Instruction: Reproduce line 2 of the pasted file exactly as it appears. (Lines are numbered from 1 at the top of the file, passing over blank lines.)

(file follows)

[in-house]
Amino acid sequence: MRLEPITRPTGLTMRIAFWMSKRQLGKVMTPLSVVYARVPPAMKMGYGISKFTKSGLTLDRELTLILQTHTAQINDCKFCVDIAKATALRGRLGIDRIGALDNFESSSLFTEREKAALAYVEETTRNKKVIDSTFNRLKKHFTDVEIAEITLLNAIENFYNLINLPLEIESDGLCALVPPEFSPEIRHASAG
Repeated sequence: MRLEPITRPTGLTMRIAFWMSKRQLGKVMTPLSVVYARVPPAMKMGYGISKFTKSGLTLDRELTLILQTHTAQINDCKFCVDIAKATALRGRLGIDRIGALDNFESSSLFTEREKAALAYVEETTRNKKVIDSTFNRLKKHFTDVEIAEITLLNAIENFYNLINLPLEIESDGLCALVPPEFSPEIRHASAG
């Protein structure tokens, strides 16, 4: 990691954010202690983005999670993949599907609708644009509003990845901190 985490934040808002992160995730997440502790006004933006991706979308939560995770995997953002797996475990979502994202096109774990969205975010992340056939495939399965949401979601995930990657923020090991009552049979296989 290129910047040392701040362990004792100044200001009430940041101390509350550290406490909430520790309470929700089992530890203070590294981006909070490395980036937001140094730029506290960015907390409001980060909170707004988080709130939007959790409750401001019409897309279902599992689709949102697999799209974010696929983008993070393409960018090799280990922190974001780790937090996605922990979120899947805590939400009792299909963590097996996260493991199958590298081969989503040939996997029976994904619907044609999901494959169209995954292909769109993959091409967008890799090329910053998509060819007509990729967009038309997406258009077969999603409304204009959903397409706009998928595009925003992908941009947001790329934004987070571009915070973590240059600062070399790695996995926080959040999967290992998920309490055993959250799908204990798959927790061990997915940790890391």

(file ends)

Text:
Amino acid sequence: MRLEPITRPTGLTMRIAFWMSKRQLGKVMTPLSVVYARVPPAMKMGYGISKFTKSGLTLDRELTLILQTHTAQINDCKFCVDIAKATALRGRLGIDRIGALDNFESSSLFTEREKAALAYVEETTRNKKVIDSTFNRLKKHFTDVEIAEITLLNAIENFYNLINLPLEIESDGLCALVPPEFSPEIRHASAG